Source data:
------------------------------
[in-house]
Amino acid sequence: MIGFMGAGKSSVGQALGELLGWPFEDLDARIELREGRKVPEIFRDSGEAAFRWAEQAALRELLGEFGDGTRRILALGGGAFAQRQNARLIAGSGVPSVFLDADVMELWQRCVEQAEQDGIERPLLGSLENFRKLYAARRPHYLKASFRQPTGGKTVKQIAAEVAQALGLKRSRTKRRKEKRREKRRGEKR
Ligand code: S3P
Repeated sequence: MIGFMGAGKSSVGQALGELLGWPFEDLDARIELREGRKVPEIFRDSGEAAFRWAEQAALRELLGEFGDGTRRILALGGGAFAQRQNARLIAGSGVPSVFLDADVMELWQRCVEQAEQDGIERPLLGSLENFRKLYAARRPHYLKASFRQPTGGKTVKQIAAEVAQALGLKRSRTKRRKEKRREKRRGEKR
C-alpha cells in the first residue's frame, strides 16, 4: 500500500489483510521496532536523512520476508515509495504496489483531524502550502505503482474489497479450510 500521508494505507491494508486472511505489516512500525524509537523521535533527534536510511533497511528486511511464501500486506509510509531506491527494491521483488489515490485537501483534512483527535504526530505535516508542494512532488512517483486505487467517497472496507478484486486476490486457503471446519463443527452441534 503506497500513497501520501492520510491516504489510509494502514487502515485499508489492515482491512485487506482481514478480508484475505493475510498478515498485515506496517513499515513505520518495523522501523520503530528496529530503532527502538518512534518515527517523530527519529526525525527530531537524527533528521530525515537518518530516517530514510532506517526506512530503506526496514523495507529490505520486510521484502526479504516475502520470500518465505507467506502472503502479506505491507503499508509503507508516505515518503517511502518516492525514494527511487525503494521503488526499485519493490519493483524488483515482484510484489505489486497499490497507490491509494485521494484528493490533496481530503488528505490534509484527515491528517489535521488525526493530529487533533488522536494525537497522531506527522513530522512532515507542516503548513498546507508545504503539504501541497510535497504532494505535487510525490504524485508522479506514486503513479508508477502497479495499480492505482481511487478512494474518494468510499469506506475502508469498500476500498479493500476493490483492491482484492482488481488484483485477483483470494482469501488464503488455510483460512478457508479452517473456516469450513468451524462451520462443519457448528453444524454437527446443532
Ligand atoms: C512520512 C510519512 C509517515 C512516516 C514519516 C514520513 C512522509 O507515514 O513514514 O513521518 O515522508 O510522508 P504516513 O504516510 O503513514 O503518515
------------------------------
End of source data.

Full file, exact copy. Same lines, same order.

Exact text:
[in-house]
Amino acid sequence: MIGFMGAGKSSVGQALGELLGWPFEDLDARIELREGRKVPEIFRDSGEAAFRWAEQAALRELLGEFGDGTRRILALGGGAFAQRQNARLIAGSGVPSVFLDADVMELWQRCVEQAEQDGIERPLLGSLENFRKLYAARRPHYLKASFRQPTGGKTVKQIAAEVAQALGLKRSRTKRRKEKRREKRRGEKR
Ligand code: S3P
Repeated sequence: MIGFMGAGKSSVGQALGELLGWPFEDLDARIELREGRKVPEIFRDSGEAAFRWAEQAALRELLGEFGDGTRRILALGGGAFAQRQNARLIAGSGVPSVFLDADVMELWQRCVEQAEQDGIERPLLGSLENFRKLYAARRPHYLKASFRQPTGGKTVKQIAAEVAQALGLKRSRTKRRKEKRREKRRGEKR
C-alpha cells in the first residue's frame, strides 16, 4: 500500500489483510521496532536523512520476508515509495504496489483531524502550502505503482474489497479450510 500521508494505507491494508486472511505489516512500525524509537523521535533527534536510511533497511528486511511464501500486506509510509531506491527494491521483488489515490485537501483534512483527535504526530505535516508542494512532488512517483486505487467517497472496507478484486486476490486457503471446519463443527452441534 503506497500513497501520501492520510491516504489510509494502514487502515485499508489492515482491512485487506482481514478480508484475505493475510498478515498485515506496517513499515513505520518495523522501523520503530528496529530503532527502538518512534518515527517523530527519529526525525527530531537524527533528521530525515537518518530516517530514510532506517526506512530503506526496514523495507529490505520486510521484502526479504516475502520470500518465505507467506502472503502479506505491507503499508509503507508516505515518503517511502518516492525514494527511487525503494521503488526499485519493490519493483524488483515482484510484489505489486497499490497507490491509494485521494484528493490533496481530503488528505490534509484527515491528517489535521488525526493530529487533533488522536494525537497522531506527522513530522512532515507542516503548513498546507508545504503539504501541497510535497504532494505535487510525490504524485508522479506514486503513479508508477502497479495499480492505482481511487478512494474518494468510499469506506475502508469498500476500498479493500476493490483492491482484492482488481488484483485477483483470494482469501488464503488455510483460512478457508479452517473456516469450513468451524462451520462443519457448528453444524454437527446443532
Ligand atoms: C512520512 C510519512 C509517515 C512516516 C514519516 C514520513 C512522509 O507515514 O513514514 O513521518 O515522508 O510522508 P504516513 O504516510 O503513514 O503518515